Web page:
Coming on the heels of the second International Eugenics Congress where immigration was a hot topic, the U.S. passed the Johnson-Reed Immigration Act. It was one of several policies fueled by racism and it favored immigrants from English-speaking countries. The racist act capped the number of people that can move to the U.S. from Southern and Eastern Europe and completely barred Asians from coming in.
Unsurprisingly, it was drafted by eugenics advocates who believed that controlling who can live in the U.S. would “preserve the ideal of U.S. homogeneity.”
How the Eugenics Movement Fuelled the Holocaust
The eugenics movement paved the way for many racist and discriminatory experiments and policies, but by far the most devastating application of the pseudoscience was the Holocaust.
Adolf Hitler was a staunch advocate of eugenics in Europe. He believed that Aryans were the superior race and wanted to preserve Aryan racial purity. In Mein Kampf, he even cited some of the eugenics principles in the U.S. to support his racist ideals. Hitler used the eugenics movement as a justification for committing mass genocide against groups he believed to be contaminating the purity of the Aryan race.
With Hitler’s orders, the Nazi Party imprisoned millions of people in concentration camps. Among those were Jews, Romani, disabled people, and members of the LGBTQ+ community.
This gave Nazi doctors access to millions of unwilling test subjects. Dr. Josef Mengele’s experiments were some of the most disturbing, which he conducted under the guise of improving the Aryan race. Twins were a common subject of his studies.
He used one twin as the control subject and conducted inhumane tests on the other to prove principles of heredity and support eugenics.
Although World War II had political motivations, Hitler’s racist ideas, which were fueled by the principles of the eugenics movement, ultimately led to the persecution and murder of millions of people. Approximately 11 million were killed during the Holocaust in the name of preserving what Hitler considered a superior race and eliminating those the Nazis deemed inferior.
Traces of the Eugenics Movement Linger in Today’s World
The underlying concept of eugenics isn’t inherently evil. On the one hand, experts incentivized certain groups of people to procreate to ensure that families produced healthy and intelligent children, who would pass on those desirable qualities to future generations. One could even argue that its goal to improve the human race was admirable.
But it’s impossible to only look at the positive side of eugenics. Encouraging only a select few to breed was inseparable from laws and sterilization programs that prevented others from doing so.
The eugenics movement was also unethical because it evolved into an avenue for racism to flourish. The traits deemed desirable were generally based on white supremacist ideals and treated non-genetic traits like poverty and criminality as if they were genetic.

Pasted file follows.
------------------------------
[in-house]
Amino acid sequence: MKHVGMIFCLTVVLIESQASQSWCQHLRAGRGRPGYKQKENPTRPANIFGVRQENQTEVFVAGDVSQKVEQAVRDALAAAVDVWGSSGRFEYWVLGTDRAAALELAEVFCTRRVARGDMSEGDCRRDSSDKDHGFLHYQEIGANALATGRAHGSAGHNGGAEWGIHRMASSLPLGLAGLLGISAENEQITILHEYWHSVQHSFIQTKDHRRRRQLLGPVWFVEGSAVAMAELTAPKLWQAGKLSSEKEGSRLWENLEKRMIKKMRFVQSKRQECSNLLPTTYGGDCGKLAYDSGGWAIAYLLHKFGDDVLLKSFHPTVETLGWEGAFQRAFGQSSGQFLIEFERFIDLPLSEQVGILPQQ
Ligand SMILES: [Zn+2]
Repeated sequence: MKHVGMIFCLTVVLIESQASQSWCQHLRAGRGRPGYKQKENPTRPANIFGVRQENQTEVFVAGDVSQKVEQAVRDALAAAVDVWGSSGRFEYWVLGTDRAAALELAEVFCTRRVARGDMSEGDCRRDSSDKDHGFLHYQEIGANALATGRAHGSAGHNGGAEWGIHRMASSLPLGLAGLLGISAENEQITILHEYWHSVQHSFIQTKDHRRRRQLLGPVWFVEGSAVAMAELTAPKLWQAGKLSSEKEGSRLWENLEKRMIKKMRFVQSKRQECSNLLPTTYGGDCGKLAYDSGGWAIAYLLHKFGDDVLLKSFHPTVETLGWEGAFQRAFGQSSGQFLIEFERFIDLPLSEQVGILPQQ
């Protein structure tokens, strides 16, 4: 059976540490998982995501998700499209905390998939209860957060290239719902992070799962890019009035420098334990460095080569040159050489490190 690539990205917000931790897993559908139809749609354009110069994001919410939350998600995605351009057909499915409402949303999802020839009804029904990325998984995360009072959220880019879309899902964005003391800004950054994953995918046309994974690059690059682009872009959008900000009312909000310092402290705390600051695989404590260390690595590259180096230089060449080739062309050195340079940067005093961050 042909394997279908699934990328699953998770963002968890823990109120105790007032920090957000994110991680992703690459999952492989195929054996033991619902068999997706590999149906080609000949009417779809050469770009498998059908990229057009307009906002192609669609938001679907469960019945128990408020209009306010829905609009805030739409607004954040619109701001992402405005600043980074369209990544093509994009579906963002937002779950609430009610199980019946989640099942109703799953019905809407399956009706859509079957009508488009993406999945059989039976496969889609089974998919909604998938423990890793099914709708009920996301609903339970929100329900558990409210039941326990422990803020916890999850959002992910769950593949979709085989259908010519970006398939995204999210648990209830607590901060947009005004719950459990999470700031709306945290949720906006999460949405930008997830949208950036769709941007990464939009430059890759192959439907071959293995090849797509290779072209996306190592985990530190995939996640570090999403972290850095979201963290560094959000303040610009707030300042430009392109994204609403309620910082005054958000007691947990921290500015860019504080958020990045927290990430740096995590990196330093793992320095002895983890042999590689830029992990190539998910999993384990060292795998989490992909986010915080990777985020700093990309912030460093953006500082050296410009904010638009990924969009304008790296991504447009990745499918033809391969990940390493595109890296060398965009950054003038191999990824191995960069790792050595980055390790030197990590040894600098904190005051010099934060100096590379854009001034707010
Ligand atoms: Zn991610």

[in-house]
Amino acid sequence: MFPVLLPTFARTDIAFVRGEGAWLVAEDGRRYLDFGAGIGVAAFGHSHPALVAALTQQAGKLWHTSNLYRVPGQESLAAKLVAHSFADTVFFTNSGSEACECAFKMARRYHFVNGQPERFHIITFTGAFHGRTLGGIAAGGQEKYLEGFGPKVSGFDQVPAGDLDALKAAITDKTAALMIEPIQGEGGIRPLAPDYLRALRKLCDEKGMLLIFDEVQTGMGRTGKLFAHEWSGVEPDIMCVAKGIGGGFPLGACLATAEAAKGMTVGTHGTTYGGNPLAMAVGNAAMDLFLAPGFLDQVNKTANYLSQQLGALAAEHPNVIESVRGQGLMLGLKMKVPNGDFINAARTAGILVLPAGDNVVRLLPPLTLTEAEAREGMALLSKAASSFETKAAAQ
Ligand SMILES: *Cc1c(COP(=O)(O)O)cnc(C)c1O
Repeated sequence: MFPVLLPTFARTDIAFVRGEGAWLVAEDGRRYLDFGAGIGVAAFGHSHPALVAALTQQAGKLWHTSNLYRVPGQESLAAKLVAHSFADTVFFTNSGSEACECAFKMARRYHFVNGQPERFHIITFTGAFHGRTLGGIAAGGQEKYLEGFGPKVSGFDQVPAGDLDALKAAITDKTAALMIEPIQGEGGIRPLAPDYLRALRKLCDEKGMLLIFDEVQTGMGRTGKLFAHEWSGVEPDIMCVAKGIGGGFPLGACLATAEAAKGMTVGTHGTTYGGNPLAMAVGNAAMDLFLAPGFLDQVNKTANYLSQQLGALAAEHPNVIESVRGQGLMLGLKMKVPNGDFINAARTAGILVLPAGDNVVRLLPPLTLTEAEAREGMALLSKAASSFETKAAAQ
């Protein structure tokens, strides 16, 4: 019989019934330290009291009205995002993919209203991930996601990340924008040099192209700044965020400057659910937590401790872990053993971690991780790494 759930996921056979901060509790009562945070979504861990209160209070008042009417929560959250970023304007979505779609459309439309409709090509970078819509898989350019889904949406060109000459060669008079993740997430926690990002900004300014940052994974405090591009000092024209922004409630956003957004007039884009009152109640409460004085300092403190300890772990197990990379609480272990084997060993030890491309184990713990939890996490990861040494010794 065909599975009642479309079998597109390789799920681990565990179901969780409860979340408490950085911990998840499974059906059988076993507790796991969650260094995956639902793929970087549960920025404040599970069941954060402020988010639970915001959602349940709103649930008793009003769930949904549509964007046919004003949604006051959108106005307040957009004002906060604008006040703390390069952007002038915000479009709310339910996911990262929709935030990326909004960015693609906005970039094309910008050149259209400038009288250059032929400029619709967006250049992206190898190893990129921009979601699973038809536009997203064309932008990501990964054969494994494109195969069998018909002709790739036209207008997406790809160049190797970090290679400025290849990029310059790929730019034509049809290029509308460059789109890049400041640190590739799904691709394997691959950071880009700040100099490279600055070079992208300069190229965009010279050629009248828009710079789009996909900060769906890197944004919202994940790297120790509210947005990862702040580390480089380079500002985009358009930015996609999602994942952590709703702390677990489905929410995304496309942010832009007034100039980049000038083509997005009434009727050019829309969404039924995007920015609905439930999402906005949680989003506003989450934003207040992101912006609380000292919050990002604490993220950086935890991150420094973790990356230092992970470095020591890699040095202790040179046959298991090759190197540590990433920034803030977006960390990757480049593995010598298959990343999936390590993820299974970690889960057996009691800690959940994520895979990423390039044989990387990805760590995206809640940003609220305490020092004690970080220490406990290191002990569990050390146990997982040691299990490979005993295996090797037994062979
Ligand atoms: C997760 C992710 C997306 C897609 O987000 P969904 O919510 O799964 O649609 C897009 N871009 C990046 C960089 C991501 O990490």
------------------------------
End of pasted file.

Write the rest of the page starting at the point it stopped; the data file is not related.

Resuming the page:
Influential groups and individuals reinforced discrimination based on race, among other things. They also enabled and performed horrifying acts, the passing of sterilization and immigration laws and the Holocaust, to name a few.
These policies weren’t overturned until surprisingly recently. In fact, women were forcibly sterilized in California’s prisons up until 2014. The victims of these coerced tubal ligations were prisoners predicted to end up being incarcerated again in the future.
Eugenicists believed that criminal behavior is inherited and it was one of the traits they wanted to eradicate. This recent string of forced sterilizations is highly reflective of the pseudoscientific movement.
There are some who argue that genetic engineering, genetic counseling, and genetic testing also reflect eugenics practices. Although racism is not necessarily their bias, these modern scientific practices do aim to control the spread of hereditary disorders and disabilities.
Prenatal screening, for example, can tell prospective parents the chances their baby will be born with genetic conditions or birth defects. If the risk is high, they may choose to terminate the pregnancy. Of course, that is more difficult now given the overturning of Roe v. Wade.
The big difference with the racism-fueled eugenics movement of the 19th and 20th centuries and today’s genetic practices, such as genetic testing, is consent. No one should be forced to undergo genetic experiments or unalterable procedures, like sterilization, if they don’t want to.
Prospective parents should have access to critical information about their future children, as well as the right to continue or terminate the pregnancy if they won’t be able to provide for their specific needs.
Of course, another school of thought is that the laws of nature should not be tampered with. There are many who believe that all humans have a right to be born whether or not they are at risk for disease and disability.
It’s safe to say that this is an ongoing debate among many communities, particularly the scientific, medical, and political arenas. Personally, as long as racism doesn’t form the foundation, I think it’s productive to continue having these profound discussions on genetics.